So…in a nutshell, this WHO declaration will not change the recommendations I have been making all along. 100% grass-fed and finished meat (not just red meat, by the way) consumed in moderate amounts along with quality, organic fibrous plant-based foods has been and will continue to be among my foundational recommendations for optimal health.

~ Nora Gedgaudas, CNS, CNT, BCHN


“Red meat is NOT bad for you. Now blue-green meat, THAT’S bad for you!”

                           —Tommy Smothers



[1] Pan A, Sun Q, Bernstein A, et al. “Red Meat Consumption and Mortality: Results from two prospective cohort studies.” Arch Intern Med. 2012;172(7):555-563. doi:10.1001

[2] http://www.wcrf.org/sites/default/files/Colorectal-Cancer-2011-Report.pdf

[3] Brown GM, Cronk LB, Boag TJ:“The occurrence of cancer in an Eskimo.” Cancer.1952,5:142-143.

[4] Levine I: “Cancer among the American Indians and its bearing upon the ethnologicaI distribution of the disease.” J Cancer Res Clin Oncol 1910, 9:422-435

[5] Cordain L, Miller JB, Eaton SB, Mann N: “Macronutrient estimations in

hunter-gatherer diets.” Am J Clin Nutr 2000,72:1589-1592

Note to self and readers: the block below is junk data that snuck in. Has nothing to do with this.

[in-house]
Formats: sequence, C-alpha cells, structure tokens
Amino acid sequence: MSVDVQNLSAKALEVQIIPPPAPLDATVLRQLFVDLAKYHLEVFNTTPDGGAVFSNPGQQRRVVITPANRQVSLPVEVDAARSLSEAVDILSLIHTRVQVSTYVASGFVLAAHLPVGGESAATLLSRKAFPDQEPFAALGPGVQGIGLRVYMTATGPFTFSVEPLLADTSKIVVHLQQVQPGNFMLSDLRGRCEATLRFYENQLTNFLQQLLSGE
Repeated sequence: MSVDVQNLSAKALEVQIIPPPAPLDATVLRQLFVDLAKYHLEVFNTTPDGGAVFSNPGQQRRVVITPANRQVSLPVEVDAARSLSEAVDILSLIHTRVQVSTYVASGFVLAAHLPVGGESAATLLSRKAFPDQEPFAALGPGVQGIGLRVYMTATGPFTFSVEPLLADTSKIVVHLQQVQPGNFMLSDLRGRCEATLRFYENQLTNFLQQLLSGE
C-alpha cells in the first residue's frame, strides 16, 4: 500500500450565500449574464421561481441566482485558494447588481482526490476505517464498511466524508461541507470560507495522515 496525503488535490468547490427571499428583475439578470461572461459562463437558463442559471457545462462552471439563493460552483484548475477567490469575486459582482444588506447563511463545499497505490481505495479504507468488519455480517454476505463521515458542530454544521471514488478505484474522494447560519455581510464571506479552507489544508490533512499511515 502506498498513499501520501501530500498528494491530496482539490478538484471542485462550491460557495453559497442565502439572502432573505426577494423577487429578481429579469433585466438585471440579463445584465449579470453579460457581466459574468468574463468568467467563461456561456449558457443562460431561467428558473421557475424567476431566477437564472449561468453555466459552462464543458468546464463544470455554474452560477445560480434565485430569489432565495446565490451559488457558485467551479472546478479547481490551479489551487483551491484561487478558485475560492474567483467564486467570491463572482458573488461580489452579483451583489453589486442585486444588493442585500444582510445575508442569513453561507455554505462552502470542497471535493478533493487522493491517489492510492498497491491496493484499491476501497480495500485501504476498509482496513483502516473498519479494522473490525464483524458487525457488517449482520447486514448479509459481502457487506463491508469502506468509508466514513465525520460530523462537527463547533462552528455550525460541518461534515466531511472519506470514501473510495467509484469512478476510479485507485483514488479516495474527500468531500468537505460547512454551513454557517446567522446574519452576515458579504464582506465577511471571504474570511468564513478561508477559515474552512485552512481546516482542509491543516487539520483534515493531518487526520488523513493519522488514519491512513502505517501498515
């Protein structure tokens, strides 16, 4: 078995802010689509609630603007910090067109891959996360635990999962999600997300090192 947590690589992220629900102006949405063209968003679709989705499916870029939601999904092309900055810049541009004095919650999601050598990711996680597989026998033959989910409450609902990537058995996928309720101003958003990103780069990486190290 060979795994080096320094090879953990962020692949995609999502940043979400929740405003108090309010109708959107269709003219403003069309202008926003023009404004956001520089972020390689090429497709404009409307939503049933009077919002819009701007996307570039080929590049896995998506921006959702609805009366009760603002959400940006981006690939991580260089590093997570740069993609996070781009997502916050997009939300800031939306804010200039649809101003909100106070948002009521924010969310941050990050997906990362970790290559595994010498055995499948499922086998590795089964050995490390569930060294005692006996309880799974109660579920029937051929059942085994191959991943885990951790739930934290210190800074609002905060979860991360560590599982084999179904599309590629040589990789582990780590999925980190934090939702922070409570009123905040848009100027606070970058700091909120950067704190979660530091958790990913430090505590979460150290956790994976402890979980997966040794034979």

[6] Rose, DP, Connolly JM, et al. “Influence of Diets Containing Eicosapentaenoic or Docasahexaenoic Acid on Growth and Metastasis of Breast Cancer Cells in Nude Mice.” Journal of the National Cancer Institute 1995. 87(8): 587-92.

[7] Tisdale, MJ. “Wasting in cancer.” J Nutr 1999. 129(1S Suppl): 243S-246S.

[8] Tashiro T, Yamamori H, et al. “n-3 versus n-6 polyunsaturated fatty acids in critical illness.” Nutrition 1998. 14(6): 551-3.

[9] Enig, M.G., R.J. Munn, and M. Keeney, “Dietary fat and cancer trends–a critique”. Fed Proc. 37:2215, (1978).

[10] Enstrom, J.E. “Colorectal Cancer and Consumption of Beef and Fat.” Br. J Cancer, 32:432, (1975).

[11] Thun MJ, Calle EE, Nambodiri MM, et al. Risk factors for fatal colon cancer in a large prospective study. J Natl Cancer Inst 1992;84:1491–500.

[12] Hirayama T. “Lifestyle and mortality: a large-scale census-based study in Japan.” Basel, Switzerland: Karger, 1990.

[13] Heilbrun LK, Normura A, Hankin JH, Stemmerman GN. “Diet and colorectal cancer with special reference to fiber intake.” Int J Cancer 1989;44:1–9.